New Federal South Atlantic Fishing Regulations: Descending Device Required On-Board

Beginning July 15, all recreational, commercial, and for-hire vessels will be required to have a working descending device on-board and readily available when fishing for any of the fish in the snapper-grouper complex in federal waters of the Atlantic Ocean from North Carolina to Florida. In Florida, this means any vessel that is fishing for fish in the snapper-grouper complex (also known as reef fish) in the Atlantic will be required to possess descending gear when fishing greater than 3-miles offshore. This requires a dedicated pole or line with a minimum 16-ounce weighted release tool, or a weighted container, with at least 60 feet of line that is capable of returning fish back to a depth of at least 50 feet.

Why the use of descending devices?

NOAA Fisheries recommends descending devices or venting tools to be used on any fish exhibiting signs of barotrauma. Barotrauma occurs when fish are caught and brought up from deep water, typically greater than 50 feet of depth. The rapid change in pressure when the fish is brought to the surface causes the swim bladder to expand (or even burst). Common signs of barotrauma are the stomach protruding out of the mouth, bulging eyes, and distended intestines. Descending devices use a weight to return the fish to depth, which recompresses the expanded gas and reverses the effects of barotrauma. Science has shown that descending gear is very effective at getting fish back down to depth, and this increases survival rates by minimizing the effects of barotrauma.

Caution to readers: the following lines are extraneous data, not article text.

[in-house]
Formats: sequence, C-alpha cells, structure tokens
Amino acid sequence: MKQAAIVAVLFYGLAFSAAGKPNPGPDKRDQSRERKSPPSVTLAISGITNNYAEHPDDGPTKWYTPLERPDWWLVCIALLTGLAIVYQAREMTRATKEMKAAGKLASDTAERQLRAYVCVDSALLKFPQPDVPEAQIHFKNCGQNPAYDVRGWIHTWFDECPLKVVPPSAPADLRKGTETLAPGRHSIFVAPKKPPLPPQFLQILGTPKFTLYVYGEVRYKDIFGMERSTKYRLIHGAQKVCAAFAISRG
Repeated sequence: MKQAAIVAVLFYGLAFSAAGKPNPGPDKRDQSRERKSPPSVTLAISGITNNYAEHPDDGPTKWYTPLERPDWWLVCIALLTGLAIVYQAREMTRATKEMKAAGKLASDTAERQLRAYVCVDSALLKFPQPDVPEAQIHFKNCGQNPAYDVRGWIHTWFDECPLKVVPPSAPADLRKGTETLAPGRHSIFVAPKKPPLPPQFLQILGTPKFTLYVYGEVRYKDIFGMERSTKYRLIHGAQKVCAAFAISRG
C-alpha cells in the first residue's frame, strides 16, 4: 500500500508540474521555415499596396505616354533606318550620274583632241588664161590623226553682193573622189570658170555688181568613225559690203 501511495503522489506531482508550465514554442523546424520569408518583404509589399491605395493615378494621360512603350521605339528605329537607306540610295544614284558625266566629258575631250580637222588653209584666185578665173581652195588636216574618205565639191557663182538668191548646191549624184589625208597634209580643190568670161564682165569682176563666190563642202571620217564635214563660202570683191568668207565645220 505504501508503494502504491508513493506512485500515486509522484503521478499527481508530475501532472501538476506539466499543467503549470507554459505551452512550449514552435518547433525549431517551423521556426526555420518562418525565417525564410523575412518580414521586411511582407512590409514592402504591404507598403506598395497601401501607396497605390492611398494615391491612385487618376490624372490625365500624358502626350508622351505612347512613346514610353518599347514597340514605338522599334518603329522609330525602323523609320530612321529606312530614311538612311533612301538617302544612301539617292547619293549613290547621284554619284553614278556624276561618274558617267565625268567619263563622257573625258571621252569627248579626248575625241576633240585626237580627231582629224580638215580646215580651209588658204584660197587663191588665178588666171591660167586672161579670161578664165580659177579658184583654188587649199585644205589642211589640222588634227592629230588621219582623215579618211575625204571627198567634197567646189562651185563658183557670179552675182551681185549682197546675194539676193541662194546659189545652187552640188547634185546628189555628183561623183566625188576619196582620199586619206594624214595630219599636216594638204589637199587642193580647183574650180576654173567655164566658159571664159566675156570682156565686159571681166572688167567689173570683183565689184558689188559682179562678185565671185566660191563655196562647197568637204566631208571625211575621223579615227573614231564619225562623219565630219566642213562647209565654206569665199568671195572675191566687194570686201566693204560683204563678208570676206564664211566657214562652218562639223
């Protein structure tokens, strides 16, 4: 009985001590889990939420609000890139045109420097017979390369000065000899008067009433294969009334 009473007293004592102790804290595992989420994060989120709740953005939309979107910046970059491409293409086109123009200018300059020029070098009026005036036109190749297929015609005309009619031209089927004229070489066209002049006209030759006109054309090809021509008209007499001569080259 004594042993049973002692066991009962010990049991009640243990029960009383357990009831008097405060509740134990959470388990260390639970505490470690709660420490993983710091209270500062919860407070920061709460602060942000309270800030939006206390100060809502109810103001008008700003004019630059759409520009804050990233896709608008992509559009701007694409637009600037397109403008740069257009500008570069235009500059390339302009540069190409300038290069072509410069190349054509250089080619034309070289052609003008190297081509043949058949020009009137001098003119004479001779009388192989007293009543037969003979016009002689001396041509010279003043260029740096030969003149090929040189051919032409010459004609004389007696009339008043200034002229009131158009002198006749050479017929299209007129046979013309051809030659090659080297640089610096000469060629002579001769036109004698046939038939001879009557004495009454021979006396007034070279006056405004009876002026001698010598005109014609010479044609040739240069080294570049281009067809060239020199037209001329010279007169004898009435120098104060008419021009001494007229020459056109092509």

Fish in a crate being used as a descending deviceFish at the surface of the water attached to a lip clip descending deviceFish attached to a seaqualizer brand descending deviceReef fish like snapper and grouper are the most susceptible species to barotrauma because they live on the bottom. The snapper-grouper complex includes a large list of fish, including snappers, groupers, and popular food fish like amberjack, black seabass, spadefish, and tilefish. Considering that more than 60% of recreational fish are caught and released, use of descending gear can increase the number of fish that survive to be caught again at a larger size or later when in-season. Fisheries research conducted in collaboration with fishers shows that using descending tools greatly increases survival rates. Another advantage is descending gear reduces predators that feed on “floaters,” or released fish floating on the surface. These impaired fish are often eaten by birds, dolphins, and sharks as they struggle to return to deeper water.

For more information

For more information on how to identify barotrauma and select and use descending gear, please visit the Florida Sea Grant Catch and Release website or call the UF/IFAS Brevard County Extension at 321-633-1702. Please see the complete Fishery Bulletin issued from NOAA Fisheries for additional information and details including a list of Frequently Asked Questions.

Original blog post authored and published by Shelly Krueger, Florida Sea Grant agent at the University of Florida IFAS Extension in Monroe County. This blog post modified and published by Holly Abeels, Florida Sea Grant agent at the University of Florida IFAS Extension in Brevard County.


Posted: June 22, 2020

Category: Coasts & Marine, NATURAL RESOURCES, UF/IFAS Extension
Tags: Barotrauma, Fisheries, Fisheries Management, Fisheries Regulations, Florida Sea Grant

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